Arrowsmith School in Peterborough to close in June

Click to play video: 'Arrowsmith School in Peterborough to close in June'
Arrowsmith School in Peterborough to close in June
A Peterborough private school for students with learning disabilities will close its doors in June. Its programming will be moved online, unless an alternative is found. Mark Giunta has more – Mar 30, 2021

After 15 years in operation, Arrowsmith School is closing its Peterborough location on Parkhill Road East in June.

Arrowsmith programming, which is offered all over the world, specializes in helping students with learning disabilities.

According to executive director Debbie Gilmore, the tough decision to close the Peterborough location is due to declining enrollment amid the ongoing coronavirus pandemic.

“It was really agonizing for the organization to have to make the decision to close the school in Peterborough. It’s a great school in our organization and we would’ve wanted it to continue,” Gilmore said.

Read more: Ontario could make remote learning a permanent part of school

Read next: Tyre Nichols’ death undermines ‘police credibility’ globally, Canadian chiefs say

“Unfortunately, the closure came about because of the current economic climate we have and low enrolment prospects for next year.”

Story continues below advertisement

Gilmore notes that over 15 years, the school has helped more than 350 students, from school-aged to adults.

Right now, there are 14 students enrolled this school year, but according to Gilmore, there are only four enrolled for next year.

Gilmore tells Global News Peterborough that unless a replacement educational institution in the Peterborough area is found that wants to offer the programming, it will move online in September.

Petra Wolfbeiss’s son is supposed to start with Arrowsmith in September and the opportunity in Peterborough attracted to them to the area.

“Any of the families, with my son as well, we have kids who don’t want to go to school. They don’t fit into the mainstream program. Their confidence is shattered and the Arrowsmith program is something that gives them an opportunity to realize their full potential,” she said.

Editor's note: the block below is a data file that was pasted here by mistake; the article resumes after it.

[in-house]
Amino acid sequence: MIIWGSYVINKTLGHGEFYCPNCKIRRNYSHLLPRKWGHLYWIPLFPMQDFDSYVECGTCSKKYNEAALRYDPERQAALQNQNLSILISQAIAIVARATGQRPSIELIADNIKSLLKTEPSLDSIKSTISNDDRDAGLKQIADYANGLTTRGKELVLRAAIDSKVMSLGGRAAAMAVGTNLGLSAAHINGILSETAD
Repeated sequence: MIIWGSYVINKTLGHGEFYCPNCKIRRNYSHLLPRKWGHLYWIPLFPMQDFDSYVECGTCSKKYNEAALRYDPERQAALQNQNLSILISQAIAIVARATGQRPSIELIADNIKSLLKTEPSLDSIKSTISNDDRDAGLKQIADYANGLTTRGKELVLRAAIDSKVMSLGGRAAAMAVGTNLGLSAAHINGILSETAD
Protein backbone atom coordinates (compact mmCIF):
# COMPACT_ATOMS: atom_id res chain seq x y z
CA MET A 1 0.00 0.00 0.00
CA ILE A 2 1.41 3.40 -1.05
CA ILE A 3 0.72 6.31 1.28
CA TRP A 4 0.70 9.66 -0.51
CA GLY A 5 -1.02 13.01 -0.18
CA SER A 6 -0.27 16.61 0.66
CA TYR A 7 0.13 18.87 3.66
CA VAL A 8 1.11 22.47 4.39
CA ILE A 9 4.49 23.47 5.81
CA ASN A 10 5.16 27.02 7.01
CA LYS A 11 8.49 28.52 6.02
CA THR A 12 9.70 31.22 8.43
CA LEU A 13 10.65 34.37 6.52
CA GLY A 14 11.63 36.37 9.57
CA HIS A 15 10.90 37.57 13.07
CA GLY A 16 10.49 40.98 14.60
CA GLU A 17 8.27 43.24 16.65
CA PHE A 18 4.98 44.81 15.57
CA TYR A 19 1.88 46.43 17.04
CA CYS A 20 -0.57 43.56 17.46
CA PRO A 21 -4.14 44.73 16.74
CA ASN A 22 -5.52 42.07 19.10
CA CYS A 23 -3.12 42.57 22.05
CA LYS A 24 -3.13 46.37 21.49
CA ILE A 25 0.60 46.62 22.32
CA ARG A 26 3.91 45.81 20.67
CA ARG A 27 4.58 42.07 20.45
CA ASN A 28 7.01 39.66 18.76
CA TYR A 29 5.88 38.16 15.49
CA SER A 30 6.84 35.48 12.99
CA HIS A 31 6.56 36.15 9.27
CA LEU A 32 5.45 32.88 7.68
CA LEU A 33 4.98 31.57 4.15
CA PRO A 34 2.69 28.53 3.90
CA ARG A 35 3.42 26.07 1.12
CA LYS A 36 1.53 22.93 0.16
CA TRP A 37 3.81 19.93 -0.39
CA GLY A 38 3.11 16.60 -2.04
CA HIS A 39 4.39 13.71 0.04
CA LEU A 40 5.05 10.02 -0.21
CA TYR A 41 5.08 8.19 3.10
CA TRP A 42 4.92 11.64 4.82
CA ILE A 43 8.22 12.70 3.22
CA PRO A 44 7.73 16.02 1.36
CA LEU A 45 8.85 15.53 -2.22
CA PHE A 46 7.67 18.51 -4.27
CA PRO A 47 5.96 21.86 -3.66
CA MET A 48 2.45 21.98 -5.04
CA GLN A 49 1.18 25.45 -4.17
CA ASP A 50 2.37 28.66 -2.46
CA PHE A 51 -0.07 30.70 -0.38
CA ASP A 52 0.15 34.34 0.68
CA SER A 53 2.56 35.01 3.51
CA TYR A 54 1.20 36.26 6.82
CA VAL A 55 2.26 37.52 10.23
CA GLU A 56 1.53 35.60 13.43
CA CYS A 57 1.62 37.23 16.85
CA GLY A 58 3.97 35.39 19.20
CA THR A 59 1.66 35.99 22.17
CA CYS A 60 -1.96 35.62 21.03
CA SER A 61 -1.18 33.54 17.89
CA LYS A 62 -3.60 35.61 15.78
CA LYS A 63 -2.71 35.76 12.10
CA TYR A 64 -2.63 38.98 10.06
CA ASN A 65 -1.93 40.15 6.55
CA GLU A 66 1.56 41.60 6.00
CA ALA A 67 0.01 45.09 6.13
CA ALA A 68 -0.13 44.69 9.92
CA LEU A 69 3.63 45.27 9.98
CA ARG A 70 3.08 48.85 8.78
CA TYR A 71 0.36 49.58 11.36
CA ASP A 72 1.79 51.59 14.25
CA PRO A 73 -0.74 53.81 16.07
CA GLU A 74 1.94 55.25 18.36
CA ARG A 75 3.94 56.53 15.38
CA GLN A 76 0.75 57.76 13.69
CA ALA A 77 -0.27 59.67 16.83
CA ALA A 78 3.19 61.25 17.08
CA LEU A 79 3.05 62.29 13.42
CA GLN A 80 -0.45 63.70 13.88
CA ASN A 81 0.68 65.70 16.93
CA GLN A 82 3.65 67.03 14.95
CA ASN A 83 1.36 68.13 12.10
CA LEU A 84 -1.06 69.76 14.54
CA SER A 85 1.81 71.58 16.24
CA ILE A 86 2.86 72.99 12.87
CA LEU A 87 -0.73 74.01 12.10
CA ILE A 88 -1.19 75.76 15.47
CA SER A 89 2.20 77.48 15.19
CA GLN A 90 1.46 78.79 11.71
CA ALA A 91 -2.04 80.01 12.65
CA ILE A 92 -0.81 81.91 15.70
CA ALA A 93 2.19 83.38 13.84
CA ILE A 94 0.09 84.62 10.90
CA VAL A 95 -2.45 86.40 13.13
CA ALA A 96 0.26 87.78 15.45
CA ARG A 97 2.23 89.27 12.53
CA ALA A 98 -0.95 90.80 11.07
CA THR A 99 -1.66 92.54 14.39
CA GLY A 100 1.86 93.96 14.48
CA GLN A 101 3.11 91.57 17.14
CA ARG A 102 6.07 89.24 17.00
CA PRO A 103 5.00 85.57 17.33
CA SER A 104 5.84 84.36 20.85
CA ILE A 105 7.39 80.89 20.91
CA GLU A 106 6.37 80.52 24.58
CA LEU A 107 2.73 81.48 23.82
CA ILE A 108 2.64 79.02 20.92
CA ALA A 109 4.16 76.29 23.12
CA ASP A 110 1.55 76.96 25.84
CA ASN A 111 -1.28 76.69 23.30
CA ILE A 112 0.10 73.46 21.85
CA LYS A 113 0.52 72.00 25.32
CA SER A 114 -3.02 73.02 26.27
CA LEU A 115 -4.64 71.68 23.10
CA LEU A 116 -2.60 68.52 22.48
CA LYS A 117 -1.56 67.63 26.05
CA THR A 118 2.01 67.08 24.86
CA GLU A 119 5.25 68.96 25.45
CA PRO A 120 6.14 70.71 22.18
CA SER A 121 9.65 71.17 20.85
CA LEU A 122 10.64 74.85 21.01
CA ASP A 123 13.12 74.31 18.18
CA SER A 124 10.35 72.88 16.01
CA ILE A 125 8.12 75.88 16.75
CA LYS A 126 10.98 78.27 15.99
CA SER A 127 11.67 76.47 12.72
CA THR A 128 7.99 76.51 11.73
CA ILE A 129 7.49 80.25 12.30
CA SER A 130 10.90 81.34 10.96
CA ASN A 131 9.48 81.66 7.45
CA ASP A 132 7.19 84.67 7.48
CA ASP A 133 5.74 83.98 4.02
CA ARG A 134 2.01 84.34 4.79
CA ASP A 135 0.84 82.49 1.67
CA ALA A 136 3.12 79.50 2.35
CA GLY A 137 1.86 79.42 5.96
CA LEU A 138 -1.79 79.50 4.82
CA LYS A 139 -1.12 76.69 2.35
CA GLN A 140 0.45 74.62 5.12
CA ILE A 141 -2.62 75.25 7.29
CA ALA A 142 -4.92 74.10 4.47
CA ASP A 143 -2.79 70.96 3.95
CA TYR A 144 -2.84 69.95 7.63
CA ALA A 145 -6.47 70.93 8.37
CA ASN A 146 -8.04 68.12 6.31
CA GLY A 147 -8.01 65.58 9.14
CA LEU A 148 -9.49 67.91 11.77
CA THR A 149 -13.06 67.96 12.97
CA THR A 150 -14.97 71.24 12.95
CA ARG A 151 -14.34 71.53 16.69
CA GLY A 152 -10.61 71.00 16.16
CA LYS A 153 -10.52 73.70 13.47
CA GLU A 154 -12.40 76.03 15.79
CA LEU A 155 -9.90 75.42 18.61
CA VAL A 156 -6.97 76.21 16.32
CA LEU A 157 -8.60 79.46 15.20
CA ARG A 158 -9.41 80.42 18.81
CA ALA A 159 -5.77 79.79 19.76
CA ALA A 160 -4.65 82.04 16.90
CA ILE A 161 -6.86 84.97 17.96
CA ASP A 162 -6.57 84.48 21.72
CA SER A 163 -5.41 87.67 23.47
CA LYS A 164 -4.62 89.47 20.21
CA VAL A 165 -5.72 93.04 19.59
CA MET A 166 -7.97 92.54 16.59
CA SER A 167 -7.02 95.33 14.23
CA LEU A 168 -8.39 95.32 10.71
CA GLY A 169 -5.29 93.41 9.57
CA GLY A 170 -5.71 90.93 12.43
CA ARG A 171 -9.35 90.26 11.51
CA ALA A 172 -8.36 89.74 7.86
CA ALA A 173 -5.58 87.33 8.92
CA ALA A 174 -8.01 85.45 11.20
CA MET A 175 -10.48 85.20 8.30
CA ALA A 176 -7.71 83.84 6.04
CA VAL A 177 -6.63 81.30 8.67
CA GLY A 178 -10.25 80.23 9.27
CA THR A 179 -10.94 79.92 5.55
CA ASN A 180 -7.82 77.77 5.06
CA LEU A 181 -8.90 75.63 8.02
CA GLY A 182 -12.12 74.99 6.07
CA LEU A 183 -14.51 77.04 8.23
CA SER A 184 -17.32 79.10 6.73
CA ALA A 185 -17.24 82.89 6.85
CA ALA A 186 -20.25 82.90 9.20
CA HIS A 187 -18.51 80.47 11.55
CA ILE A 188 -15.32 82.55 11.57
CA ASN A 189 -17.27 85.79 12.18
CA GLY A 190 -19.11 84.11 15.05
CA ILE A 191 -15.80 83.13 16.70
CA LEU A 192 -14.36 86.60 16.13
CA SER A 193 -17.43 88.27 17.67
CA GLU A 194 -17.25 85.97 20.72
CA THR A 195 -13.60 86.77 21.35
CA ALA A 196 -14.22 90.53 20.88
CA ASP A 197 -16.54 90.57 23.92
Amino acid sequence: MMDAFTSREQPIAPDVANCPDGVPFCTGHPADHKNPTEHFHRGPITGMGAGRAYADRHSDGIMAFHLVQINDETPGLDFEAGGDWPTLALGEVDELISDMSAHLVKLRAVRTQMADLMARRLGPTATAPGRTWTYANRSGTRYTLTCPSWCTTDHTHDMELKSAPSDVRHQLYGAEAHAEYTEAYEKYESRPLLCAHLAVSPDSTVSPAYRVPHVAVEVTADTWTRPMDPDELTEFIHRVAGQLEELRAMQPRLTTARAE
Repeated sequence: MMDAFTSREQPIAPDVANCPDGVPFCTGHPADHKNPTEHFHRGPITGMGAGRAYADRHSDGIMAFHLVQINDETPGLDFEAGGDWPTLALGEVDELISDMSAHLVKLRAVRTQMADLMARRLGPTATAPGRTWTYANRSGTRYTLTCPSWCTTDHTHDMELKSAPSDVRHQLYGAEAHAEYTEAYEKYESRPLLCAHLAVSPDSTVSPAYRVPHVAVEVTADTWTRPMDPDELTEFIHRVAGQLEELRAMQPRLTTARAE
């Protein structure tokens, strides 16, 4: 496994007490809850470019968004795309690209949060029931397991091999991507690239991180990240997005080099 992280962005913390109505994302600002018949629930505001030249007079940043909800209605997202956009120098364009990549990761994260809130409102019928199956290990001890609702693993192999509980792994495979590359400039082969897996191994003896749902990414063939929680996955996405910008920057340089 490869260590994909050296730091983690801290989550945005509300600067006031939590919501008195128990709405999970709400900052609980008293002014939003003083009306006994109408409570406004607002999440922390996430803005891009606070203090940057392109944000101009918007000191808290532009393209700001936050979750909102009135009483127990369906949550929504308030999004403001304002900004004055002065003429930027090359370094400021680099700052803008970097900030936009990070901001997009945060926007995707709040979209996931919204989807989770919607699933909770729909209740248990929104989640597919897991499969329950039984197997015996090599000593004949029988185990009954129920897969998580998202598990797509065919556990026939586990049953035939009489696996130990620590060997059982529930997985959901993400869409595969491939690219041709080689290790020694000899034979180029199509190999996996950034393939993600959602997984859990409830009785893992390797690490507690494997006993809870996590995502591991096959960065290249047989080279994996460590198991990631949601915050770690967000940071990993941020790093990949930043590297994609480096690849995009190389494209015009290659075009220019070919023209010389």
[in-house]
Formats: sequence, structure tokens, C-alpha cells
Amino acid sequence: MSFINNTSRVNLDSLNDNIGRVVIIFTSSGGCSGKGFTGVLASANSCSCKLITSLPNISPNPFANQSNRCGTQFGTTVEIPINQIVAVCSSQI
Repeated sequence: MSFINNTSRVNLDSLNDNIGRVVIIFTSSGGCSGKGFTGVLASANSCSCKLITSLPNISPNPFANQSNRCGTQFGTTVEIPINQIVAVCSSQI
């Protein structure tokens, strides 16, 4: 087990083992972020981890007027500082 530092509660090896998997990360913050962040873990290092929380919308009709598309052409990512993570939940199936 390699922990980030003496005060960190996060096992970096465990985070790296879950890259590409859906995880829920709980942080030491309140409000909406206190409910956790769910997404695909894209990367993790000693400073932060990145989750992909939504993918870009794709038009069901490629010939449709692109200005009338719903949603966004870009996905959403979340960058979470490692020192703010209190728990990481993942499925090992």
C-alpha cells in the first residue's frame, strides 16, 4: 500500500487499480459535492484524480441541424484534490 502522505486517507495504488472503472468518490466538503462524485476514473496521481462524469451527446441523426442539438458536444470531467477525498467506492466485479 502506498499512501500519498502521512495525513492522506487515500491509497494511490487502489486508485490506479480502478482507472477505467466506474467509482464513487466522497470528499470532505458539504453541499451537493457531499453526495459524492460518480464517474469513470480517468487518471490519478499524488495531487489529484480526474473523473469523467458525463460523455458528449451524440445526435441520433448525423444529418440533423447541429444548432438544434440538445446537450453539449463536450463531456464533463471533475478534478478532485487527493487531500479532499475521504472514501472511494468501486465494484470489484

“It’s an investment in them. To know this option doesn’t exist as of September, in terms of the in-person program, is devastating.”

Wolfbeiss said the timing is also tough because it doesn’t give families enough time to find an alternative in time for September.

She adds the pandemic makes it even more difficult to pivot and find a solution in such short time.

Story continues below advertisement

She says parents are hoping for a transition year to allow the group the time to find a suitable alternative site to offer the program, such as one of the other private or Montessori schools.

“We don’t have an option other than this at the moment. For our son, online isn’t an option so we’re looking to find a new location or co-location so that our son can continue the program. We’re hoping we can do that with Arrowsmith Peterborough.”

Gilmore said the organization is willing to work with parents to find a solution for in-person learning as that’s the preferred method for instruction.

But she also notes that Arrowsmith pivoted to an online model during the pandemic while buildings were closed and that for the most part, students were unaffected by the switch.

“Literally, they didn’t skip a beat. They went from in-person to online the next day,” Gilmore said.

Read more: Coronavirus — Ontario government announces postponement of March Break

Read next: Jay Leno breaks multiple bones in motorcycle accident months after garage fire

Arrowsmith also pivoted an eight-week summer cognitive program to online last year and compared the progress data from the online program to the year before when the students were attending in person.

“We literally saw a minimal difference in progress. That tells us, when we look at progress and doing that comparison, there was very little difference,” she added. “What teachers are finding, that have the students in person and online the next day, there is very little difference in the progress of students.”

Story continues below advertisement

Gilmore noted that it’s not for everyone, though, and that some students may not adapt and online may not work for families where parents need to attend work.

Wolfbeiss’s son is attending a public school for his Grade 6 year. She says she knows online won’t work for him after watching his struggles with virtual learning when schools were closed due to coronavirus concerns in 2020 and again earlier this year.

“We’ve seen our kids online through COVID. I’ve seen my son and daughter online twice through the year. I can tell you for my son, who has a learning disability, and my daughter, it just doesn’t work. They don’t get what they need. It doesn’t work for kids that have learning disabilities.

“It just doesn’t work. If it did, we wouldn’t have moved. It was an option for us here in Toronto.”

The final day for the Arrowsmith Peterborough location is June 11.

Sponsored content